“It is a prayer practice in churches all over the world to give people a star word
On this Epiphany Sunday.
There are many reasons behind this tradition.
First, we know that the Magi followed a star, which ultimately led them to Jesus.
Therefore, we too use all the resources we have available to us--
including creative prayer practices and intention words for the new year--
to move closer to Jesus.
Secondly, we trust that God uses multiple ways to guide us and speak to us.
Star words are one such lens that might provide us with a way to look for God in our midst,
Both actively and in hindsight.
Finally, we know that the most common prayer practice for many involves speaking to God
As opposed to silence or contemplation.
However, this prayer practice invites a new prayer rhythm of reflection and review
That can be a powerful new way to connect with God.” A Sanctified Art
The downside is that we aren’t all together for you to draw a star word off the tree - but we will have a basket of them in the narthex or we can mail one to you. This word - consider it a gift to be unwrapped and unpacked over this year. It may be a word that immediately resonates or it may be a word that you’ll have to sit with for awhile. You can exchange it for a different one - I’m not going to be the star police, and if I have them out in a basket in the sanctuary, I’m never going to know - but I do encourage you to trust the word you receive…and hang it up where you will be sure to see it every day - on a bathroom mirror, or computer screen, or refridgerator. And over the course of the year, allow the word to speak to you. What does it mean for your life now -- or for where you’ve been or where you feel called to go? What is God saying to you in this word? What is God revealing?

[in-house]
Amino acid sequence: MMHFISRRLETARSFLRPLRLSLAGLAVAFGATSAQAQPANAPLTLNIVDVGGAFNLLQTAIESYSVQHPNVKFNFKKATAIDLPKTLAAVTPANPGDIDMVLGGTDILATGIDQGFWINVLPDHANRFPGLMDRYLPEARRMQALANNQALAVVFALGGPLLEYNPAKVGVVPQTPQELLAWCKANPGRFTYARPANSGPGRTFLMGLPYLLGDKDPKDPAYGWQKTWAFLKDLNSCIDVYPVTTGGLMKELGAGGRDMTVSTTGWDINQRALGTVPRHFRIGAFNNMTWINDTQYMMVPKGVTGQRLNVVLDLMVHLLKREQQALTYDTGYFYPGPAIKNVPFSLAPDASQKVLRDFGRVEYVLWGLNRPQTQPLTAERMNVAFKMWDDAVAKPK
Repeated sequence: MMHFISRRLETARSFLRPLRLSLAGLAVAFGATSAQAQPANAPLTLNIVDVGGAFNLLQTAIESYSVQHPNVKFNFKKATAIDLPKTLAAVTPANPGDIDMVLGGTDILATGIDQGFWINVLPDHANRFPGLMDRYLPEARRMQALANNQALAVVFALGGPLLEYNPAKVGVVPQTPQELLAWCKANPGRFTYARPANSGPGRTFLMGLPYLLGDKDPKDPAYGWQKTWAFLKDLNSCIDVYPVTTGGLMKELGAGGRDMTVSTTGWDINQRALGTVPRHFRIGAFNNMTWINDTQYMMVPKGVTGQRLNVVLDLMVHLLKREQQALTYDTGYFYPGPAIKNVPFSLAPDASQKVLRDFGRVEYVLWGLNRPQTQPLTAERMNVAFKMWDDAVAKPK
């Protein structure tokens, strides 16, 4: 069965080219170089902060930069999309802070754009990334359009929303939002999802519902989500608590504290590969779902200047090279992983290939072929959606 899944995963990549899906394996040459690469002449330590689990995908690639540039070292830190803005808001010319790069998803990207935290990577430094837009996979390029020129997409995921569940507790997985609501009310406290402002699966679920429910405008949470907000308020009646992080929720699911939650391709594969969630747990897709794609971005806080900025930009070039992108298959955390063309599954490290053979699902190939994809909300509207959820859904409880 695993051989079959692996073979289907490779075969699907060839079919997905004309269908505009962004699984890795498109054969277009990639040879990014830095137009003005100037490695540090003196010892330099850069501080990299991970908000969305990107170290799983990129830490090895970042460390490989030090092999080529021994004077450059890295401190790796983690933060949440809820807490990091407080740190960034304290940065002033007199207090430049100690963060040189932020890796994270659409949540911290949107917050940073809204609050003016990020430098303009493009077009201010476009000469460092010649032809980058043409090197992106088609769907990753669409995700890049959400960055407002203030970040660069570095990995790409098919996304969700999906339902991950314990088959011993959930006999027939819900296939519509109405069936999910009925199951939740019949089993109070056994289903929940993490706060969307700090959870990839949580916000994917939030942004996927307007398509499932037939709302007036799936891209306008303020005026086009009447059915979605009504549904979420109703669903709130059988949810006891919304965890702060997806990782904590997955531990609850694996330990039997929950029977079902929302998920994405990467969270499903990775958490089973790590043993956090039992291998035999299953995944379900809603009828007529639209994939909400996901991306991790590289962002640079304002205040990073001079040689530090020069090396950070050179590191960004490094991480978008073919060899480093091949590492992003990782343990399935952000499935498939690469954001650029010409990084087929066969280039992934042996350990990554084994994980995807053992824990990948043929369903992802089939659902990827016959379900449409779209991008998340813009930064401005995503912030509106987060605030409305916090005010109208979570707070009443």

At the end of this year, we’ll do some star word sharing together about what lessons we’ve been learning - about God, about ourselves - that we’ve discovered through the journey with our words.
And so I offer this blessing as we begin our star word journey:
WHERE THE MAP BEGINS
A Blessing for Epiphany - Jan Richardson
This is not
any map you know.
Do not think
or of plotting
the most direct route.
Astrolabe, sextant, compass:
these will not help you here.
This is the map
that begins with a star.
This is the chart
that starts with fire,
with an ancient light
that has outlasted
Look starward once,
then look away.
Close your eyes
and see how the map
begins to blossom
behind your lids,
how it constellates,
its lines stretching out
from where you stand.
You cannot see it all,
cannot divine the way
it will turn and spiral,
cannot perceive how
the road you walk
will lead you finally inside,
through the labyrinth
of your own heart
But step out
and you will know
what the wise who traveled
this path before you
the treasure in this map
is buried not at journey’s end
but at its beginning.
Pastor Melissa Yosua-Davis has been serving the community of Chebeague and its church since July 2015. She currently lives on the island with her husband and five year old son and 2 year old daughter, along with their yellow lab. Read here recent sermon excerpts, thoughts on life and faith, and current announcements for the church community. She also blogs at Going on to Perfection.